Bad work experiences can have good effects on personal, career development

Bad work experiences can have good effects on personal, career development

Over our working life we all come across many people, some of them you won’t remember and others will shape the way you think. Take a moment to reflect on your own experiences, and consider whether all the people who shaped you, or your career, have all been good influences.

I started work at the age of 16, working for one of the big four banks as a management trainee. I had so much enthusiasm to do a good job and make my way up the career ladder I couldn’t wait to get to work and leave the constraints of the education system.

During that period I worked with some amazing people, some of which are still great friends. However, it was the ones that showed me how not to be, who truly shaped me.  

One of my managers had my colleagues and I crying on a sometimes weekly basis because even when you had made your targets it wasn’t good enough. I also had another manager who was unsupportive and impersonal during the time when my late father was dying, and she actively made my life difficult whilst trying to care for him.

 I chose not to let it affect the quality of the service I gave as I still felt proud of the company that I worked for. The bank itself had some amazing policies, brilliant systems, tools to develop yourself professionally and good employee benefits.

The sad part of it was that there were a handful of bad apples who did not implement them. They were such a forward thinking employer, which was what attracted me in the first place to work for them, but by the time I left I had no drive.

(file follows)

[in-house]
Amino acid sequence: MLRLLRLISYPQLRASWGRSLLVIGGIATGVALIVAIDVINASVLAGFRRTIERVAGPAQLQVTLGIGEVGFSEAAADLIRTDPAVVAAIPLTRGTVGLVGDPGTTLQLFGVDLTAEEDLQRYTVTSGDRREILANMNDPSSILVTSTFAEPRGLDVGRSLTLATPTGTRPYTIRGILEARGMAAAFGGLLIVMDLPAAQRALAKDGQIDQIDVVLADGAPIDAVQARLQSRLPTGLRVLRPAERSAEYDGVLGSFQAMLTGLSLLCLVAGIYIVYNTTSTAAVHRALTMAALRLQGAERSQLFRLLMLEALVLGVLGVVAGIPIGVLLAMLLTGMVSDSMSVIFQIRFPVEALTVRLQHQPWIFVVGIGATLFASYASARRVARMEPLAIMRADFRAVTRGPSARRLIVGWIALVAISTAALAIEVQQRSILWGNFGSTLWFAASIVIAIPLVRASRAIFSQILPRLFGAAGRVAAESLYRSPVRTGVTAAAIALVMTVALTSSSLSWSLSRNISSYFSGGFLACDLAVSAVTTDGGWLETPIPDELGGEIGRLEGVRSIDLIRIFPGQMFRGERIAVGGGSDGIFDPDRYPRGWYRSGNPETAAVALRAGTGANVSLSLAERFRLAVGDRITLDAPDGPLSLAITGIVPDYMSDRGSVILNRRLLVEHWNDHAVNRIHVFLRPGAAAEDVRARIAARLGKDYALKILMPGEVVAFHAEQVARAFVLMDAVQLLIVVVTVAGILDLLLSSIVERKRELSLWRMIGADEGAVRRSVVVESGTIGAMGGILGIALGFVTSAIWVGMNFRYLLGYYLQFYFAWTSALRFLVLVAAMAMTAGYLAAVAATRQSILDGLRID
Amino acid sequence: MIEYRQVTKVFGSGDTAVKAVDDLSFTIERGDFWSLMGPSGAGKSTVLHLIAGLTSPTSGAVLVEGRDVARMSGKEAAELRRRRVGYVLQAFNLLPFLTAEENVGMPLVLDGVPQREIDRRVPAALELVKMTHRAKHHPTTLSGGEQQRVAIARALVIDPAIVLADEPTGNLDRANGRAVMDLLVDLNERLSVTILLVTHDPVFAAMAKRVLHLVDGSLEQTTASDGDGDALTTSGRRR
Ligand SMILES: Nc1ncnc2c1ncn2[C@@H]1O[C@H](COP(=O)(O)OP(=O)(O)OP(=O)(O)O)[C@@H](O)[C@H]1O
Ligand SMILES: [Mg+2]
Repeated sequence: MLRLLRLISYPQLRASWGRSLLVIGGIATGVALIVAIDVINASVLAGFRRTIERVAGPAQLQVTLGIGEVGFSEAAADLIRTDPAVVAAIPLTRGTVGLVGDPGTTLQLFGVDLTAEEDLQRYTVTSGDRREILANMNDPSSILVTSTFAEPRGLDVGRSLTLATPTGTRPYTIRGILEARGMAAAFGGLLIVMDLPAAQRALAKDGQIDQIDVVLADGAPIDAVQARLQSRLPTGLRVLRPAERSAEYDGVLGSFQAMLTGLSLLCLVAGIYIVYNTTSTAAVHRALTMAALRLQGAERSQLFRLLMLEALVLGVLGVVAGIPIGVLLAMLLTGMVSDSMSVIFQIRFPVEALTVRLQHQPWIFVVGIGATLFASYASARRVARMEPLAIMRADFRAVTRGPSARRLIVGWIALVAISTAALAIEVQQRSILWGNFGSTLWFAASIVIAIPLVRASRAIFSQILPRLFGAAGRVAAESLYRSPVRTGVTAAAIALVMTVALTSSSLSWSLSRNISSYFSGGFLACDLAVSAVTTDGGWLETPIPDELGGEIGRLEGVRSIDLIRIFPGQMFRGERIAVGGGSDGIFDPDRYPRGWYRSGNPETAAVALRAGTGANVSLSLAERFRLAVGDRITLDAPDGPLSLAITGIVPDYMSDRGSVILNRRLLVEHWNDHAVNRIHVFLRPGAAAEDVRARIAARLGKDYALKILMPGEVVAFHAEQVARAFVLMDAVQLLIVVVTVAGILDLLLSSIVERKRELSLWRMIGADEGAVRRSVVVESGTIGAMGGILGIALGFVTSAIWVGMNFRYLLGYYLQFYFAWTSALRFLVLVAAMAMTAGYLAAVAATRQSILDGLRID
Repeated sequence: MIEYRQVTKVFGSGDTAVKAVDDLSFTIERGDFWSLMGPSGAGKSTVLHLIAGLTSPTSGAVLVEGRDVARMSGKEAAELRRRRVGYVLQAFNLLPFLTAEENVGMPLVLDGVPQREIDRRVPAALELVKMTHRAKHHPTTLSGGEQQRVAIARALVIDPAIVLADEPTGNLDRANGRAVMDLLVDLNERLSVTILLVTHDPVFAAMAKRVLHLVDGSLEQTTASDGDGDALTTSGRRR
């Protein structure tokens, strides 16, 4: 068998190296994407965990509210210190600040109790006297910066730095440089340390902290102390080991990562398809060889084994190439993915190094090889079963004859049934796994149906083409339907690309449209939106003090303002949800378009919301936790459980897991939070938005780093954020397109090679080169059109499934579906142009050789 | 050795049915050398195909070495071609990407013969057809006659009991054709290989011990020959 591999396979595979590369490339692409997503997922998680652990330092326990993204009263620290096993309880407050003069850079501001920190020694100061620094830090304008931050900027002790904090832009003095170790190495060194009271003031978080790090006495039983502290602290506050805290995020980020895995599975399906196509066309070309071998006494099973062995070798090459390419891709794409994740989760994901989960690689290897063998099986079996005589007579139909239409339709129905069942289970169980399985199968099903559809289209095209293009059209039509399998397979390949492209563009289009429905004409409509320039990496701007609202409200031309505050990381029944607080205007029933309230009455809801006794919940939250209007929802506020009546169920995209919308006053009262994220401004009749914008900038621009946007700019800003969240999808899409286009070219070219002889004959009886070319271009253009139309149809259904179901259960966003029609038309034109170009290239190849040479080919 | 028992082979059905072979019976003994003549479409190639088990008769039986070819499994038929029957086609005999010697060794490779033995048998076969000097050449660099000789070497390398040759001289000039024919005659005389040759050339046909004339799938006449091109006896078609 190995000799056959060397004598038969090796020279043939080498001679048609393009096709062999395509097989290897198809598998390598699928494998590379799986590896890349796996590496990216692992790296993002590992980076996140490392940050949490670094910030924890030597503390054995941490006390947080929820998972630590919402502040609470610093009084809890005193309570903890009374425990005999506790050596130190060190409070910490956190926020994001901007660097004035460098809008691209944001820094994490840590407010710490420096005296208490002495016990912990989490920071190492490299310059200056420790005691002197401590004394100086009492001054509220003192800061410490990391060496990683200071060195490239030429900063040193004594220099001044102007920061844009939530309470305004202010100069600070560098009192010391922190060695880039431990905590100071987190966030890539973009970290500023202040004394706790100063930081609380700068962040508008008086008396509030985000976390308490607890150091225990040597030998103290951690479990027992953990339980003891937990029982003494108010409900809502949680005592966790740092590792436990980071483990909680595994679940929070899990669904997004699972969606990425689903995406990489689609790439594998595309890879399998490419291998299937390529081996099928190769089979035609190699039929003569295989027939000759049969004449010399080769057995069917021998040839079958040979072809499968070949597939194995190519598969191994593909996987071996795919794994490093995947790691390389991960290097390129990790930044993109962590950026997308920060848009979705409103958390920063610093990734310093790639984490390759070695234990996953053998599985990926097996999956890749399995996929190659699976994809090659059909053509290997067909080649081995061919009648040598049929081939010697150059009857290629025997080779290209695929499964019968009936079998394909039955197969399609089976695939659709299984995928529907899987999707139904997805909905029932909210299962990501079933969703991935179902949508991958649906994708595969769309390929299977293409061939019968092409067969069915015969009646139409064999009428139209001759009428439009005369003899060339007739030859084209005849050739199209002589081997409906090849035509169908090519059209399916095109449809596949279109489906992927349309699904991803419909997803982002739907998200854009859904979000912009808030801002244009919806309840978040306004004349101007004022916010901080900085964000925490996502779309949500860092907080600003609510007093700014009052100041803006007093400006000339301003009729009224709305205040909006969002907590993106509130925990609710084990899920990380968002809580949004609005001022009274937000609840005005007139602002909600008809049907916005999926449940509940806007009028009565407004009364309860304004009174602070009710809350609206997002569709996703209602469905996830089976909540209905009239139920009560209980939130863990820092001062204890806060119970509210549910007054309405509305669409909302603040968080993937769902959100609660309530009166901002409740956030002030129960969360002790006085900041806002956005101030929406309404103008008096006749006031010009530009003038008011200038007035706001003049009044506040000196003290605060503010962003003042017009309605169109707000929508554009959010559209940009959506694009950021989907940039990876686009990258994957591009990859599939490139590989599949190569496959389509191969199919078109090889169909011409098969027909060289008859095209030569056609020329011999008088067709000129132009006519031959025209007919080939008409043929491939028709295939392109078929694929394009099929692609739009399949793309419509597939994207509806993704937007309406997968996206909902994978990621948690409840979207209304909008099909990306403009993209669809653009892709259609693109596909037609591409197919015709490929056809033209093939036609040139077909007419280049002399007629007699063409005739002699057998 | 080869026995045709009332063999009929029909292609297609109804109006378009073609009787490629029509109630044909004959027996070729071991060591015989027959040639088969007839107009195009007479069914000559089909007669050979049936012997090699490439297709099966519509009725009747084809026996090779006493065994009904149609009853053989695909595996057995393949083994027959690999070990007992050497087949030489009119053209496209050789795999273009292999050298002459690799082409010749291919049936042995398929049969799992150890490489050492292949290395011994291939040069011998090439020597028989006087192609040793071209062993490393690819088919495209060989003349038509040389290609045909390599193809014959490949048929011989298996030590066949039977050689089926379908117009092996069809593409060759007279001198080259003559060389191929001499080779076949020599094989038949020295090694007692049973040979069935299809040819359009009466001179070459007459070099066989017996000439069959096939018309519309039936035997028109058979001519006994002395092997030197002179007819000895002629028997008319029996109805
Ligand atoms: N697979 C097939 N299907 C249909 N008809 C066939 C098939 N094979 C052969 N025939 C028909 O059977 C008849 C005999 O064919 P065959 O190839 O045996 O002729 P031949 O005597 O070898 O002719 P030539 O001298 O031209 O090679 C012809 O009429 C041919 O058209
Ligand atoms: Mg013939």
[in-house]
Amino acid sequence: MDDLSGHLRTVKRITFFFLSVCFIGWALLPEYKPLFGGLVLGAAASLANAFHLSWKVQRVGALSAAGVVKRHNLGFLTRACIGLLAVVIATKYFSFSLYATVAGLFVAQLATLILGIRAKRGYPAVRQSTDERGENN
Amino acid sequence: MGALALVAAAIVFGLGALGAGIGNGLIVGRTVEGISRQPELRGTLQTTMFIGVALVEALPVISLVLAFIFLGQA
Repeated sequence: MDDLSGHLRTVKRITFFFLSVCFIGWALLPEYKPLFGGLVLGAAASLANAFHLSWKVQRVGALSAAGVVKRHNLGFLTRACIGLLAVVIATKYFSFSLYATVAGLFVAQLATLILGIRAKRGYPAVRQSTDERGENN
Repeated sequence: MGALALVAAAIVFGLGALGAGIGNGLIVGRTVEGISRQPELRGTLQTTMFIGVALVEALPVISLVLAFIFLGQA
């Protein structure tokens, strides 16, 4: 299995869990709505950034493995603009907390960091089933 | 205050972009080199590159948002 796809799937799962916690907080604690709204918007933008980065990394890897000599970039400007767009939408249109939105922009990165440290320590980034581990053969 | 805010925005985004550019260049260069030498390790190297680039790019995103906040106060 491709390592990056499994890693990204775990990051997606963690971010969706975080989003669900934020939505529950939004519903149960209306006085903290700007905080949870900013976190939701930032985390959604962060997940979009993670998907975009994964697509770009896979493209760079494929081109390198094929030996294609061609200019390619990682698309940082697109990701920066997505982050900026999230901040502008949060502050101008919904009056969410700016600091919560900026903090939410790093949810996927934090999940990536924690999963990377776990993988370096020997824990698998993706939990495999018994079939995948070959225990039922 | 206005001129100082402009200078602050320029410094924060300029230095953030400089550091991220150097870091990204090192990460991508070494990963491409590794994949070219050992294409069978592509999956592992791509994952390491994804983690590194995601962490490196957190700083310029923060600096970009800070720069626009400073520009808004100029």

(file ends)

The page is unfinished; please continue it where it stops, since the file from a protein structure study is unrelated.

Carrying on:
I feel fortunate to have had these bad work experiences as they have motivated me to prove, at least to myself, that there must be a better way.

I believe you can succeed by treating people properly. It may not be conventional but I think that if you want people to work hard for you then you must sometimes have an element of give and take, this must not be too one-sided for either party otherwise it doesn’t work, it must be balanced and the right people in the team understand this and don’t spoil it for themselves. 

It’s not about getting your workforce to ‘like’ or ‘love you as an employer either, it’s about getting them engaged in the company, wanting them to want it to succeed, for them to look forward to coming to work so they can be ready to do business. There are enough ups and downs in life already without being unhappy at work to add to that.

I think of my employees as ‘people’, I like to engage with them personally, talk about their lives, know what’s going on, if it’s all good that’s great, but it’s the times they need support that will make all the difference and if you don’t know them when the going is good, then you will never know either way.

If you have ever experienced something unpleasant at work, think about how it would have made things so much better if it had been handled differently.

Use your bad work experiences as a positive, break the bad behaviour chain and thank the people who taught you those valuable lessons of how not to be. 


About the author

Katy Moss is the managing director of Trent Refractories – a UK based manufacturer and supplier of bespoke refractory solutions, supplying the UK market and beyond.


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